Recombinant production and activity assessment of growth stimulatory proteins in the resuscitation of mycobacterium tuberculosis

Campbell, Lisa
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Mycobacterium tuberculosis (Mtb) is able to enter a non-culturable, dormant-like, state under stressful conditions to evade eradication. When growth permissive conditions resume, Mtb can exit this non-culturable state and resume active replication. Non-culturable populations are of great interest in clinical settings as they can contribute to misdiagnoses and inaccurate treatment monitoring. Resuscitation promoting factors (Rpfs) have been implicated as stimulatory growth factors for resuscitation from the non-culturable state, together with their interacting partner, Rpf-interacting protein A (RipA). In this study the resuscitation capabilities of Resuscitation promoting factor B (RpfB) and RipA against Mtb were evaluated. The catalytic regions of RipA and RpfB were expressed and purified and their muralytic activity was assesed using four protein activity assays. The resuscitation capabilities of RipA and RpfB in Mycobacterial growth indicator tube (MGIT) assays was evaluated using carbon starvation-derived non-culturable Mtb from the laboratory strain (H37Rv). It was observed that RipA and RpfB supplementation was able to stimulate the resuscitation of non-culturable, carbon-starved H37Rv, significantly decreasing its time-topositivity (TTP) in MGIT assays compared to un-supplemented MGIT media. Upon investigating clinical strains of Mtb, no significant reduction in TTP of non-culturable, carbon-starved Beijing and LAM isolates was reported. Supplementation of RipA and RpfB in MGIT assays to improve the detection of clinical isolates of Mtb and enhance their TTP was evaluated using a South African cohort of 30 sputum specimens. Overall RipA and RpfB supplementation yielded no significant improvements to MGIT TTP, regardless of initial colony forming units, patient gender, immunology or diagnostic data; however, 20% of individual specimens did benefit from the supplementation, yielding improved TTP when compared to un-supplemented MGITs. No significant adverse effects were observed during supplementation and given the positive yield in some specimens, it is suggested that the addition of RipA and RpfB could improve the detection of Mtb in clinical specimens.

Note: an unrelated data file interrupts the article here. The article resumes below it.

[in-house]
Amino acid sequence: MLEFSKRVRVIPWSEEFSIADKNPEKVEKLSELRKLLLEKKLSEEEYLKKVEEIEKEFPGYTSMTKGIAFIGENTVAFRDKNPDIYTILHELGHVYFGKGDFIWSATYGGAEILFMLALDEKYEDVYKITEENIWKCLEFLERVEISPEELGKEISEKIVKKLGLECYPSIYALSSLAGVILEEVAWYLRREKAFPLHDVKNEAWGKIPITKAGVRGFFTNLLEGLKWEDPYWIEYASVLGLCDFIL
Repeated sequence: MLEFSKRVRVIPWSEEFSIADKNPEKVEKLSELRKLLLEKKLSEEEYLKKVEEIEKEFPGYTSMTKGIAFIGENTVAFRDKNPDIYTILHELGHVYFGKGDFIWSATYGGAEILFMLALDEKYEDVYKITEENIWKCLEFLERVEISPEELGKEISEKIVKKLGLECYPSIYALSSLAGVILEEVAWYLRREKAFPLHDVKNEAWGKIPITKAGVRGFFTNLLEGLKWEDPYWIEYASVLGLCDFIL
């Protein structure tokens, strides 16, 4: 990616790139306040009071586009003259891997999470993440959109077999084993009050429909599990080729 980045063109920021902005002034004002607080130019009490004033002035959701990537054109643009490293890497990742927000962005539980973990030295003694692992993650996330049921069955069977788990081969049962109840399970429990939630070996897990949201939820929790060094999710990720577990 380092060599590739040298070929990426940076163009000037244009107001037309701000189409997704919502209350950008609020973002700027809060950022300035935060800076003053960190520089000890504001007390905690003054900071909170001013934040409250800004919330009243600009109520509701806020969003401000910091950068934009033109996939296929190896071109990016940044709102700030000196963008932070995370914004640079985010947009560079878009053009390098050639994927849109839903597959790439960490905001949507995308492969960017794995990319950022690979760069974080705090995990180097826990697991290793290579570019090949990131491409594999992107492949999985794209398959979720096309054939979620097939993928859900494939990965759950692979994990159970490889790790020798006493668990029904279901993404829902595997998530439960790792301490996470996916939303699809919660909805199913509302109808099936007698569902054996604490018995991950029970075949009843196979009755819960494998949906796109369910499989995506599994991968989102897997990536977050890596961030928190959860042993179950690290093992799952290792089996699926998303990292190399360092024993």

A dissertation submitted in fulfilment of the requirements for the degree of Master of Science in Medicine to the Faculty of Health Sciences, University of the Witwatersrand, Johannesburg, 2020